Text: Burton R. Pollin, “More on Lippard and Poe,” Poe Studies, June 1974, Vol. VII, No. 1, 7:22-23


[page 22:]

More on Lippard and Poe

Bronx Community College of the City University of New York

It is certainly useful for students of Poe to have the proof of George Lippard’s interest in Poe provided by Emilio De Grazia in two articles of 1972 and 1973 (1). Three fortunate circumstances enable me to supplement his information with some important material, including a review of a Poe book by Lippard, and to provide a correct and full text of Lippard’s obituary notice of Poe. The circumstances are my receiving a list of Poe items in The Citizen Soldier, prepared by Professor Mabbott from a file of the newspaper in private hands; a chance to examine the full text of the newspaper The Quaker City in Philadelphia; and the kind provision of several prints of items in The Citizen Soldier made by a friend from the only extensive file in a public repository (2). The Citizen Soldier, a large-paper weekly of 1843, lasted into a second volume, with apparently only a few issues published. All my citations are from volume one, encompassing the months of June through November (3).

The first is an ambiguous June 28 notice of “The Gold-Bug,” which had just appeared in The Dollar Newspaper; the author was possibly but not definitely George Lippard, the editor only in July. In style it is characteristic of Lippard:

The Dollar Newspaper. — A capital sheet. The “Gold-bug, a Prize Story,” by Edgar A. Poe, Esq., is written in the most popular style of the gifted author, characterised by thrilling interest and a graphic though sketchy power of description. It is one of the best stories that Poe ever wrote. And with regard to the matter of the “Prize,” it is a humbug — a transparent, gauze-lace, [column 2:] cobweb-tissue humbug. The public well know that name and not merit, constitute the criterion of the board of secret critics. Were William Shakspeare to write a “Prize Story,” under an anonymous signature, in a disguised hand; were Walter Scott to enter into competition for the “cool hundred,” hand and name also disguised; were Bulwer to send one of his first productions, nameless and “unmarked for the secret eye of the board,” Shakspeare, Scott and Bulwer would vanish, we bow, before T. S. Arthur, or some other amiable young man, whose name has been stereotyped by the magazine puffs of the day. We believe the whole “Prize system,” take it as you will, to be a fraud on the public. The idea that the board of judges do not know the hand writing of all literary men of celebrity, is — with respect we say it — all fudge. In such a system, the man of notoriety has all the chances — the man of genius none. However, with regard to Mr. Poe, we can have but one opinion. This story is worth the “Prize-money,” ten times told. It is not against the men we war, but against the transparent fraud of this contemptible “Prize Story” humbug (1, 140/3) .

A week later the first of the ten numbers of the “Spermaceti Papers” began (I, 148/3).

The next full Poe item, in the issue of July 26, continues in the same eulogistic strain and style and is, unquestionably, by Lippard. It adds to our knowledge a new notice of the Prose Romances, which was on sale on July 22. Thus far the only review recorded was in the New York Mirror of September 9. (In reality, Godey’s Lady’s Book briefly reviewed it, September 1843, and the Public Ledger of Philadelphia accorded it two sentences in its July 21 issue (4).) Here, Lippard says:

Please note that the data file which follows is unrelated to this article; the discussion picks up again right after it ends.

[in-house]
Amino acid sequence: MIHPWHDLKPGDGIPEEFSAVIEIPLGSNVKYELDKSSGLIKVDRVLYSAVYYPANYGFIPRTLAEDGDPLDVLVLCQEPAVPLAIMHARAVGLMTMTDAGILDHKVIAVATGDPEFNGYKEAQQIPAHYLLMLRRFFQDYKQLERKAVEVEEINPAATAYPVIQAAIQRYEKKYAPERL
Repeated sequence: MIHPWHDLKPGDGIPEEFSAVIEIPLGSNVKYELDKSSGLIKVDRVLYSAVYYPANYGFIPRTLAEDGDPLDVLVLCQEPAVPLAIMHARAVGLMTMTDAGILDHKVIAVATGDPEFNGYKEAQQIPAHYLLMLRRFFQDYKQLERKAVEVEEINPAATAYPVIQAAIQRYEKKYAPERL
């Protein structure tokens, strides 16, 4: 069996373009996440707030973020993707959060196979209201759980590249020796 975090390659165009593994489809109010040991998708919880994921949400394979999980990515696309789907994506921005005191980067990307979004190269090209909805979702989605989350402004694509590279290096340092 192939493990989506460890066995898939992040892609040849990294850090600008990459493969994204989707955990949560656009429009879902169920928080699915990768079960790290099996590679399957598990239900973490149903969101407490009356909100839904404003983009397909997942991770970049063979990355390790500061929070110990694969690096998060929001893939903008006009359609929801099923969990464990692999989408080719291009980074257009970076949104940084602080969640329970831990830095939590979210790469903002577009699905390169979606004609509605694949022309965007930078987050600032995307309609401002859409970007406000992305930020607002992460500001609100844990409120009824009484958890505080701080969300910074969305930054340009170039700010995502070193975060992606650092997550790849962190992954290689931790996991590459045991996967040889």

Prose Romance of Poe. — We have received from Van Yorx Chesnut street below Third, N. side, the first number of the Serial edition of the works of Mr. Poe. The number before us, containing “The Murders in the Rue Morgue,” and “The man that was used up,” strikingly develope [sic] the analytic talent of the gifted author, as well as his powers of cutting and sarcastic humor. The first story is, like the “Gold Bug,” unique, original and impressive in its style and character (1, 172/2).

In November, Lippard announced Poe’s forthcoming “Lecture on American Poetry,” printing it directly after Lippard’s disapproving report on Professor Cleveland’s lecture on “English literature” at the Wirt Institute. As usual, Lippard is enthusiastic about Poe’s critical discussion, in part, of Griswold’s book:

As a contrast to the above lecture, it give. us pleasure to announce a “Lecture on American Poetry” by Edgar A. Poe, Esq., on Tuesday next. Poe was born a poet, his mind is stamped with the impress of genius. He is, perhaps, the most original writer that ever existed in America. Delighting in the wild and visionary, his mind penetrates the inmost recesses of the human soul creating vast and magnificent dreams, eloquent fancies and terrible mysteries. Again, he indulges in a felicitous vein of humor, that copies no writer in the language, and yet strikes the reader with the genuine impression of refined wit; and yet again, he constructs such works as “Arthur Gordon Pym,” which disclose perceptive and descriptive powers that rival De Foe, combined with an analytical depth of reasoning in no manner inferior to Godwin or Brockden Brown.

It was Mr. Poe that made Graham’s Magazine what it was a year ago; it was his intellect that gave this now weak and flimsy periodical a tone of refinement and mental vigor, which all the imbecility of its conductors for a year past, could not entirely erase or utterly annihilate.

We can promise the audience a refined intellectual feast in the lecture of Edgar Allan Poe. (1, 301)

No doubt the report on the lecture itself was even more glowing (5). One might infer from these items and from [page 23:] Lippard’s obituary notice, printed by Mr. De Grazia, that his friendship with Poe argues against the fanatically reactionary position in social and political thinking too often attributed to Poe. The espousal of Poe by the ultra-liberal Lippard, as a person, artist and thinker, indicates great latitude and freedom in Poe’s intellectual positions, at lease as evidenced among his Philadelphia friends at this time (6).